LOS ANGELES •Eight decades after Flash Gordon hinted that aliens might not have humans' best interests at heart, mankind still risks destruction in the movies to make contact with extraterrestrial life.
From Frederick Stephani's 1936 big-screen serial through the US$1.2-billion Alien franchise to last year's Independence Day: Resurgence, the heroes of more than 500 space invasion films have been lining up to die in new and inventive ways.
This year's first sci-fi blockbuster is Life, a claustrophobic game of cat-and-mouse between the crew of the International Space Station and a rapidly evolving life form that caused extinction on Mars and now threatens all life on earth.
Set in the near future, Daniel Espinosa's breakneck-speed thriller hits theatres on Friday with an international cast led by A-listers Jake Gyllenhaal and Ryan Reynolds.
"The script, pacing-wise, was blistering and terrifying. I mean, when I was reading it, you get to a couple of moments in the script, I was legitimately anxious, which is a very good sign," Gyllenhaal said.
The film reunites Reynolds with his Deadpool writers Rhett Reese and Paul Wernick, although this white-knuckle suspense horror is short on the snarky humour that marked the 2016 superhero movie.
"There's nothing scarier than something that's just trying to survive and knows a little more than you do," Reynolds said at the world premiere at the South by Southwest festival in Austin, Texas, last Saturday.
"I think people love that and people love a claustrophobic thriller too. Hitchcock started doing it and now it's been around forever."
Comparisons with Ridley Scott's 1979 sci-fi horror Alien - in which a deadly extraterrestrial stalks the crew of a spaceship - are inevitable, especially when Alien: Covenant, the sixth instalment in the iconic series, is fast approaching.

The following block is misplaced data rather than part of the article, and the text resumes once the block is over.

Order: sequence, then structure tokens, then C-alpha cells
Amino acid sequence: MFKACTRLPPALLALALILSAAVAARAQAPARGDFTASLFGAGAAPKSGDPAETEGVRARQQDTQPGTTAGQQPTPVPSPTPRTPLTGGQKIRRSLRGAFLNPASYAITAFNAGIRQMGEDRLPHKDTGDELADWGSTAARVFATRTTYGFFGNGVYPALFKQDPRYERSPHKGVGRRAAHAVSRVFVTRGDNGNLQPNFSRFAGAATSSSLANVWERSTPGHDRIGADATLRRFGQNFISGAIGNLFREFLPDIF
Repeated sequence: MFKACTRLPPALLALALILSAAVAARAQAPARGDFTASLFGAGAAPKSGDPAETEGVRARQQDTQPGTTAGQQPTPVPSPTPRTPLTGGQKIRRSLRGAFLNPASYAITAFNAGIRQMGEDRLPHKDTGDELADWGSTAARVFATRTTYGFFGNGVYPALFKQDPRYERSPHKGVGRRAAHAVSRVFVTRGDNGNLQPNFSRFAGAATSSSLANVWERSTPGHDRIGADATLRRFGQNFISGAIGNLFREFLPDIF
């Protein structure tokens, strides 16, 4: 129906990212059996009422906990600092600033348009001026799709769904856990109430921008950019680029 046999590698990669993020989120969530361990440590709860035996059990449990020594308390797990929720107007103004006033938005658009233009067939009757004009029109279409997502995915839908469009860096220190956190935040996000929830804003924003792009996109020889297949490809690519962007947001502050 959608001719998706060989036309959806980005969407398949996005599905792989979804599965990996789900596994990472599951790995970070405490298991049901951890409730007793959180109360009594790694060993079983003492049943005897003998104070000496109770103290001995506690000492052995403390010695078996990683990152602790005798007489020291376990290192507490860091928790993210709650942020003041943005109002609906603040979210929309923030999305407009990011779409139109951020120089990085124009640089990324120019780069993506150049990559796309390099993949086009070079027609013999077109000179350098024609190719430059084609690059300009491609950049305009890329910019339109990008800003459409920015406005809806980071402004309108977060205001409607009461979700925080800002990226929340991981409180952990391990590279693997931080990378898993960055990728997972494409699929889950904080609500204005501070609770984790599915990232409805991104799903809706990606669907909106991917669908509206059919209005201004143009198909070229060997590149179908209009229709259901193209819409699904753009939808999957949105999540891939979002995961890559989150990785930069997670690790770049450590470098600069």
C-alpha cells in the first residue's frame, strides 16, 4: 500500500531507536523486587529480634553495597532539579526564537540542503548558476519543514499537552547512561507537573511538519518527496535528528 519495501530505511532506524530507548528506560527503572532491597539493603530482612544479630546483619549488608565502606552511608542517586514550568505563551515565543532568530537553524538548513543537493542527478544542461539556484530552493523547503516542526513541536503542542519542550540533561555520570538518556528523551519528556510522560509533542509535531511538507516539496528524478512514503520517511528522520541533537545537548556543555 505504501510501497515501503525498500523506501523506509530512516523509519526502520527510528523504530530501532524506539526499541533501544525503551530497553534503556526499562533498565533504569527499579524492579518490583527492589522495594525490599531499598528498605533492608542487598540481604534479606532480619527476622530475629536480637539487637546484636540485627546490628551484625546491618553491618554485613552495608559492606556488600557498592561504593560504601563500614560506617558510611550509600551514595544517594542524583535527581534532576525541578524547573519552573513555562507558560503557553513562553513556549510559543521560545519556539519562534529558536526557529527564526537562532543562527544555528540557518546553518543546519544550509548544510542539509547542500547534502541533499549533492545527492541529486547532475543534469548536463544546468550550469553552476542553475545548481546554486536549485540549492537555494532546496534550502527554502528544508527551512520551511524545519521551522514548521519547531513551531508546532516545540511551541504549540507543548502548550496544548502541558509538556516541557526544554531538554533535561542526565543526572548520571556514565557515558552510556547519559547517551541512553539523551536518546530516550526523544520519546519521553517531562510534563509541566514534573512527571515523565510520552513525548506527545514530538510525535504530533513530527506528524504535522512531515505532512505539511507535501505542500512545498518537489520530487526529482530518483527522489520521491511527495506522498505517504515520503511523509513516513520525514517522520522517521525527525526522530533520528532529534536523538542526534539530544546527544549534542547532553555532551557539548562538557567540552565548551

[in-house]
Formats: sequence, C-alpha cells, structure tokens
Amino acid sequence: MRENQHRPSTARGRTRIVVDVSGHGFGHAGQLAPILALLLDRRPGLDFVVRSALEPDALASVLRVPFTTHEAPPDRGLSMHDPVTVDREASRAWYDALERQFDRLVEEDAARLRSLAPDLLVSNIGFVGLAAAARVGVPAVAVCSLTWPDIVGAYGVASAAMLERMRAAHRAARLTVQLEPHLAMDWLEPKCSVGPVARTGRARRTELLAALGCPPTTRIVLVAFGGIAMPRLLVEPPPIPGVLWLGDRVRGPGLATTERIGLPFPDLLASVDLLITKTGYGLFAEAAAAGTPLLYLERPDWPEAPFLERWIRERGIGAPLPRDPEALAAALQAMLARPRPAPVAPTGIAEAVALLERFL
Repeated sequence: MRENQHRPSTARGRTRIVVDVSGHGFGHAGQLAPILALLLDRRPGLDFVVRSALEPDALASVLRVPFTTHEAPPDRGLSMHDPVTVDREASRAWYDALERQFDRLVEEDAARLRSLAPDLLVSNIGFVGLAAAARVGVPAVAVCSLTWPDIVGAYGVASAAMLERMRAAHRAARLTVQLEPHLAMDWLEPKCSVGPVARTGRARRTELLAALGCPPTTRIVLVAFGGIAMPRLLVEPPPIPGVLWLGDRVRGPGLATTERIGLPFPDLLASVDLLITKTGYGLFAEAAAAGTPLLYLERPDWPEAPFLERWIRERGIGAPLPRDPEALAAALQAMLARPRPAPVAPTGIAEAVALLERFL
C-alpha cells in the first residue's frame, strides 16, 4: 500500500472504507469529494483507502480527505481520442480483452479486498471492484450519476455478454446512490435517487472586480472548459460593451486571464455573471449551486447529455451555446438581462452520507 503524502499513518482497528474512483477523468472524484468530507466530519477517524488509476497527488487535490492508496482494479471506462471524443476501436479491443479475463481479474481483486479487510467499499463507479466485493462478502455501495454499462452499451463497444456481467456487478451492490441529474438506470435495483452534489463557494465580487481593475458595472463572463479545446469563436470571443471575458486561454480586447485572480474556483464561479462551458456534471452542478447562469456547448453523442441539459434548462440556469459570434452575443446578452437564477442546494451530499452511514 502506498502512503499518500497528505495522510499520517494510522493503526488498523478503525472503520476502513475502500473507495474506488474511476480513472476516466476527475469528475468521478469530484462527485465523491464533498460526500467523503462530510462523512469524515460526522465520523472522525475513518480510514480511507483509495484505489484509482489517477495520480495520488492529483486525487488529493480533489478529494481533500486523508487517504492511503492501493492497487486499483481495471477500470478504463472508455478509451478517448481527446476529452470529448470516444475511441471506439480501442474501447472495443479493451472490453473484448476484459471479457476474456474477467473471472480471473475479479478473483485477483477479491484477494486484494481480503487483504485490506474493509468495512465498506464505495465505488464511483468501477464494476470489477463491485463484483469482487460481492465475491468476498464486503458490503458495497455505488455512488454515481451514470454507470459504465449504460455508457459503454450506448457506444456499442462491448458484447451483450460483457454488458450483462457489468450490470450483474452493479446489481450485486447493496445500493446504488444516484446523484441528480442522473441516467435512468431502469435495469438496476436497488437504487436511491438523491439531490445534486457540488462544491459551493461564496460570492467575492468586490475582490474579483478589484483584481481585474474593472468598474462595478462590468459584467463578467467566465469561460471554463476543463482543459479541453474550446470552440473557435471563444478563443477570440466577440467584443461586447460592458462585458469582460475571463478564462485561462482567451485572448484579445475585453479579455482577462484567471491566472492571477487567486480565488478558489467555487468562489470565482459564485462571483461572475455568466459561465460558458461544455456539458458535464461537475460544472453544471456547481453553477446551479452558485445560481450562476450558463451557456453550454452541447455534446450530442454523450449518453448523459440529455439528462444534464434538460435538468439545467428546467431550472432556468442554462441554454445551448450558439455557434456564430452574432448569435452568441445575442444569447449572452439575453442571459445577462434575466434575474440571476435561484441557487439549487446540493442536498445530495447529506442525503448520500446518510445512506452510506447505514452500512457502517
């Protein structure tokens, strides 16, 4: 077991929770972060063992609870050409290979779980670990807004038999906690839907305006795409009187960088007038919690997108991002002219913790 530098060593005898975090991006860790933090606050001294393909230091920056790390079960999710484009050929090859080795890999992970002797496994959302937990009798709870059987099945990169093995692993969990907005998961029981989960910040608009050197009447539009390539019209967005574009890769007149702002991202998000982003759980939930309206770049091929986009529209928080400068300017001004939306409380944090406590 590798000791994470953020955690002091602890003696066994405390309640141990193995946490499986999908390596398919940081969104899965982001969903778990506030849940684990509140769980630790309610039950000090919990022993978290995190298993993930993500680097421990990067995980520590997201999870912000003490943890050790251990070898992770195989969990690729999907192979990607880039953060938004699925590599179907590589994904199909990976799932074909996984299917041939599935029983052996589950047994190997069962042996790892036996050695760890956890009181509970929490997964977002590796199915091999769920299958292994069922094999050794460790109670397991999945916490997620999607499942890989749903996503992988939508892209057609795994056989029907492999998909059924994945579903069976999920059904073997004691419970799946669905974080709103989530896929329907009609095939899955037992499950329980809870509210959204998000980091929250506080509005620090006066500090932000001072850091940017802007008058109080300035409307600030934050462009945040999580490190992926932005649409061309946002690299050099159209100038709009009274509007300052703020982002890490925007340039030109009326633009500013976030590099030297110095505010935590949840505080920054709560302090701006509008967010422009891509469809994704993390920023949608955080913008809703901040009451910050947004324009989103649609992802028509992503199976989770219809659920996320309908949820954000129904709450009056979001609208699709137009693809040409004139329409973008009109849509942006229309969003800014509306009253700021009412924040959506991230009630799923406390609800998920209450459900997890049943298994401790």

"I can see why people will compare it with Alien, but science fiction came from an old idea of noir cinema. I wanted my movie to play into that old American tradition," Espinosa said.
"Another big difference is the time, the era, when Alien was made. It was a post-atomic age when everyone was very much looking into the future. Young people today live in such a chaotic world that they don't think so much about what might happen in the next 10 years, let alone 100 years."
The point of Life, said Espinosa, was to make a thriller that would be entirely plausible today - a rover discovering a single-cell organism on Mars and bringing it back to the International Space Station, only for it to grow powerful and turn hostile.
In keeping with the "science reality" approach, the production team consulted British geneticist Adam Rutherford, who has published influential books on the use of genetic modification to make new life forms.
Espinosa worked with Rutherford to create an entirely original being made up of cells that can each perform any bodily function, and is structurally superior to humans.
The Life crew created a shape- shifter creature that adapts to its environment and can mimic whatever it comes into contact with, growing ever bigger, stronger and more threatening.
"We don't think that a life form would survive on the surface of Mars. The atmosphere is too thin and it would be sterilised by ultraviolet radiation," Rutherford said.
But he managed to come up with an idea for a creature that had survived for millennia by protecting itself from the Red Planet's harsh conditions. "The idea was that the alien has been in hibernation, protected from the radiation beneath the surface of the planet," he said.
Early reviews have been mixed, with the Hollywood Reporter predicting that the "underwhelming" movie may "suffocate in the anticipatory atmosphere surrounding Alien: Covenant".
Other critics have been kinder, however, pointing to its lean directing and refreshingly multicultural cast boosted by actors: Japanese Hiroyuki Sanada, Briton Ariyon Bakare and Belarusian Olga Dihovichnaya.
"Life is a thrill when it's smart, but it's even more exciting when the characters are dumb - which is ultimately a paradox the film wears proudly, to the possible extinction of the human race," concluded Variety magazine.